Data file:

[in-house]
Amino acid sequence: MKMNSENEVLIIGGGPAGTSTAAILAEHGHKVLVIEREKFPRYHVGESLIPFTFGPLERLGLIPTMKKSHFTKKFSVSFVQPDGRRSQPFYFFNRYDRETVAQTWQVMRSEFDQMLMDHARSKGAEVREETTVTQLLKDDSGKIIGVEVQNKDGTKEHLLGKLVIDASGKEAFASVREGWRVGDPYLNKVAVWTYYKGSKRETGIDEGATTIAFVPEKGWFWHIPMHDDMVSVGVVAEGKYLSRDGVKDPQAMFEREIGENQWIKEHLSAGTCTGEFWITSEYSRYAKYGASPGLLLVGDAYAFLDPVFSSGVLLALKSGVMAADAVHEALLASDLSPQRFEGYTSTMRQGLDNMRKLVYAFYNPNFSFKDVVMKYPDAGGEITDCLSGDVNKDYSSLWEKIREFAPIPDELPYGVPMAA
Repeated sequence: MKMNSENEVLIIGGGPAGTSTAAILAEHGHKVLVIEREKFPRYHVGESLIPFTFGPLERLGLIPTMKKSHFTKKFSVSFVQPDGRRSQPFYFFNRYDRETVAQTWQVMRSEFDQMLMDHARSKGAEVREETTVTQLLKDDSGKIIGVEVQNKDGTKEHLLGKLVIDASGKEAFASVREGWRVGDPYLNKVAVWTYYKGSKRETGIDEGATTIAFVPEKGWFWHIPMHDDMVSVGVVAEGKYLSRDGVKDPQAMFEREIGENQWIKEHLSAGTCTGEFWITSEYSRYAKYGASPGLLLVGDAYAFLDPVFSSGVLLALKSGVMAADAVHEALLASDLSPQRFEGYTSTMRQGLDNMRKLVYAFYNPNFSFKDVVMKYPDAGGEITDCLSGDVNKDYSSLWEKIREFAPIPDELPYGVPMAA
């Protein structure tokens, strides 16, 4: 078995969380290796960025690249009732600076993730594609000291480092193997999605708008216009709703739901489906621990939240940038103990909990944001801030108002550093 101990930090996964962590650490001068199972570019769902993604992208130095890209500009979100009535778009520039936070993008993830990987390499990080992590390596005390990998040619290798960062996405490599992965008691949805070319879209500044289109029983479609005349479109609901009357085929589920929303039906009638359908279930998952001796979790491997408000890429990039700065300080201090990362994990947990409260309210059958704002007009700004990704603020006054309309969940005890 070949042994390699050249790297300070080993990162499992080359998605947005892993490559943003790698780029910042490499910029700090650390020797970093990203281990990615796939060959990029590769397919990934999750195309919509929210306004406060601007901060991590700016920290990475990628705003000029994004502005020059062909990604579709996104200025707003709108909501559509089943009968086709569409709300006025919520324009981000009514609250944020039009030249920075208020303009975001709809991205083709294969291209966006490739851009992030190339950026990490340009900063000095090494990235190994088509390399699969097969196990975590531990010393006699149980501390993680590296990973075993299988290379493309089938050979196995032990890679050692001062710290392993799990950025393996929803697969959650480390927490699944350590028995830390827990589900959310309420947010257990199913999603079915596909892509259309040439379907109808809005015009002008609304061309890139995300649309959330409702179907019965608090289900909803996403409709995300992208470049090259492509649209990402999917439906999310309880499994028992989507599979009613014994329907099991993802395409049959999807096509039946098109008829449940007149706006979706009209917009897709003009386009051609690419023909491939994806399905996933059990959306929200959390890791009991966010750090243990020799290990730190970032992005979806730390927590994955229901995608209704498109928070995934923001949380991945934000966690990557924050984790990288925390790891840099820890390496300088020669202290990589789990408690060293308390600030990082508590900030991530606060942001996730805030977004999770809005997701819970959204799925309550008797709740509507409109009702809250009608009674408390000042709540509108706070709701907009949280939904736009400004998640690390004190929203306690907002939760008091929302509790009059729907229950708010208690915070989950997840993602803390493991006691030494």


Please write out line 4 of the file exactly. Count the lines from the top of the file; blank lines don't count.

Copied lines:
């Protein structure tokens, strides 16, 4: 078995969380290796960025690249009732600076993730594609000291480092193997999605708008216009709703739901489906621990939240940038103990909990944001801030108002550093 101990930090996964962590650490001068199972570019769902993604992208130095890209500009979100009535778009520039936070993008993830990987390499990080992590390596005390990998040619290798960062996405490599992965008691949805070319879209500044289109029983479609005349479109609901009357085929589920929303039906009638359908279930998952001796979790491997408000890429990039700065300080201090990362994990947990409260309210059958704002007009700004990704603020006054309309969940005890 070949042994390699050249790297300070080993990162499992080359998605947005892993490559943003790698780029910042490499910029700090650390020797970093990203281990990615796939060959990029590769397919990934999750195309919509929210306004406060601007901060991590700016920290990475990628705003000029994004502005020059062909990604579709996104200025707003709108909501559509089943009968086709569409709300006025919520324009981000009514609250944020039009030249920075208020303009975001709809991205083709294969291209966006490739851009992030190339950026990490340009900063000095090494990235190994088509390399699969097969196990975590531990010393006699149980501390993680590296990973075993299988290379493309089938050979196995032990890679050692001062710290392993799990950025393996929803697969959650480390927490699944350590028995830390827990589900959310309420947010257990199913999603079915596909892509259309040439379907109808809005015009002008609304061309890139995300649309959330409702179907019965608090289900909803996403409709995300992208470049090259492509649209990402999917439906999310309880499994028992989507599979009613014994329907099991993802395409049959999807096509039946098109008829449940007149706006979706009209917009897709003009386009051609690419023909491939994806399905996933059990959306929200959390890791009991966010750090243990020799290990730190970032992005979806730390927590994955229901995608209704498109928070995934923001949380991945934000966690990557924050984790990288925390790891840099820890390496300088020669202290990589789990408690060293308390600030990082508590900030991530606060942001996730805030977004999770809005997701819970959204799925309550008797709740509507409109009702809250009608009674408390000042709540509108706070709701907009949280939904736009400004998640690390004190929203306690907002939760008091929302509790009059729907229950708010208690915070989950997840993602803390493991006691030494």